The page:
ArtBots 2004 (preview)
The Robot Talent Show (Sep. 17-19 '04)
"Jauntila" by Bacchus Barua
ArtBots 2003

New York City, NY - It's an ArtBots invasion in Harlem! The Third Annual ArtBots: The Robot Talent Show will take place on September 17, 18, & 19 from noon to 6:00pm at The Mink Building on 126th Street & Amsterdam Avenue in Harlem. Featuring the work of 20 artists and groups from seven countries, the show celebrates the strange and wonderful collision of shifty artists, disgraced engineers, high/low/no tech hackers, rogue scientists, beauty school dropouts, backyard pyros, and industrial espionage that has come to define the emerging field of robotic art. Participants include robots that sketch, carve, float, wiggle, hum, ring, grow, wander, and sing, as well a number of works the form and function of which are not yet well understood.

The ArtBots - 2004

ArtSBot (Art Symbiotic roBots)
Leonel Moura
sensors, servomotors, microchip, wheels, batteries, plastic, ink pens (2004)

ArtSBot is a set of autonomous robots that can produce paintings and drawings based on randomness and stigmergy. The paintings are the result of a self-organized process based on mobile robots that interact via the environment.


Leonel Moura is an artist born in Lisbon, Portugal, whose art merges with architecture, philosophy, science and technology. He has published several books on art, social analyses and science.

Acknowledgements: ArtSBot was funded by FCT (National Foundation for Science and Technology) under the scientific co-ordination of Henrique Garcia Pereira (Technical University of Lisbon). Robotics advice assured by ISR (Institute of Systems and Robotics of the Technical University of Lisbon) and physical implementation performed by IdMind.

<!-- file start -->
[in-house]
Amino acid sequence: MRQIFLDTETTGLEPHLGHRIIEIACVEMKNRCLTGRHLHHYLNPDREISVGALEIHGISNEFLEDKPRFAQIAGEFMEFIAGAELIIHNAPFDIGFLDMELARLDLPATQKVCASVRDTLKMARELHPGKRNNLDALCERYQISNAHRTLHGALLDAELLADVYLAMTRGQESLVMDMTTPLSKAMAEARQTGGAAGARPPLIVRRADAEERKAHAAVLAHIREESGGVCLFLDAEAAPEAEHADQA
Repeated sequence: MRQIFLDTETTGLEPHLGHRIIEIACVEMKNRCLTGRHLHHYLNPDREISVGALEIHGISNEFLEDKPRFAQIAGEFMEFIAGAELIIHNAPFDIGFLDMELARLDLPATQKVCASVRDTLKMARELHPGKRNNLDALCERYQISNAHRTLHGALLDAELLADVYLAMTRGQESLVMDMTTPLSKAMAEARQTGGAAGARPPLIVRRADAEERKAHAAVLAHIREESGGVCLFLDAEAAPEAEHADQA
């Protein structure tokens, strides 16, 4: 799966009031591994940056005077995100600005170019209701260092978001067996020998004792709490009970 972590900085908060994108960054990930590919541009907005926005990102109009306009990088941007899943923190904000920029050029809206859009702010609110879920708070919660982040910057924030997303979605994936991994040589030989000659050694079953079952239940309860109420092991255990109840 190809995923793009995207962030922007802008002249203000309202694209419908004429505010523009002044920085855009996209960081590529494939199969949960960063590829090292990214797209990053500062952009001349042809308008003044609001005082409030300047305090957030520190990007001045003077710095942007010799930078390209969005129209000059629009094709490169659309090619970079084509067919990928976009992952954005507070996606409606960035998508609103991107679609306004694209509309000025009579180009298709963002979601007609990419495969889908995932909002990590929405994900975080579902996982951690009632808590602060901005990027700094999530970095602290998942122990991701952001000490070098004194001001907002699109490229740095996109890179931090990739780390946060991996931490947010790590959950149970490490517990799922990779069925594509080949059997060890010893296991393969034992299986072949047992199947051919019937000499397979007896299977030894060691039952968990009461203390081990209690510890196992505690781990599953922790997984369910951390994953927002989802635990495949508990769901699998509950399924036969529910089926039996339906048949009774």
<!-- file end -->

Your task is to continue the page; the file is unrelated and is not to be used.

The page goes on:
Bionic Log
William Tremblay
Wood, steel, vinyl, latex, nylon, electronics (2003)

Bionic Log is a pneumatic robotic sculpture built around a section of tree trunk. Inside the log is a bank of pneumatic valves driven by a simple microcontroller program. These valves permit the flow of compressed air to the actuators in the limbs of the robot, which contract in a manner very similar to animal muscles. Although the control mechanism is simple, the resulting motions are very recognizable as human gestures, albeit the gestures of a confused or wounded person. Bionic Log is an extrapolated collision of the conflicting human imperatives of expediency and sentimentality, at once supporting and disproving the comforting notion that technology can solve any problem.


William Tremblay is an artist and interactive media programmer. His work addresses issues of human interaction with the technological world: the choices we make and the prices we pay. He tends to create machines and large scale installations. His work has been shown in numerous venues, among them the Kitchen in New York, Boston's Computer Museum, the List Center for Visual Arts at MIT, the Institute for Contemporary Art in Boston, The Boston Center for the Arts and First Night Boston. He is co-inventor of the Virtual Reality Chair, for which he holds a patent. He attended the Studio for Interrelated Media at the Massachusetts College of Art, and is the proud owner of a Bridgeport milling machine, which he used to make custom parts for the bionic log. He lives in Boston where he opportunistically employs robotics, video and other technologies in ways they were never intended to be used.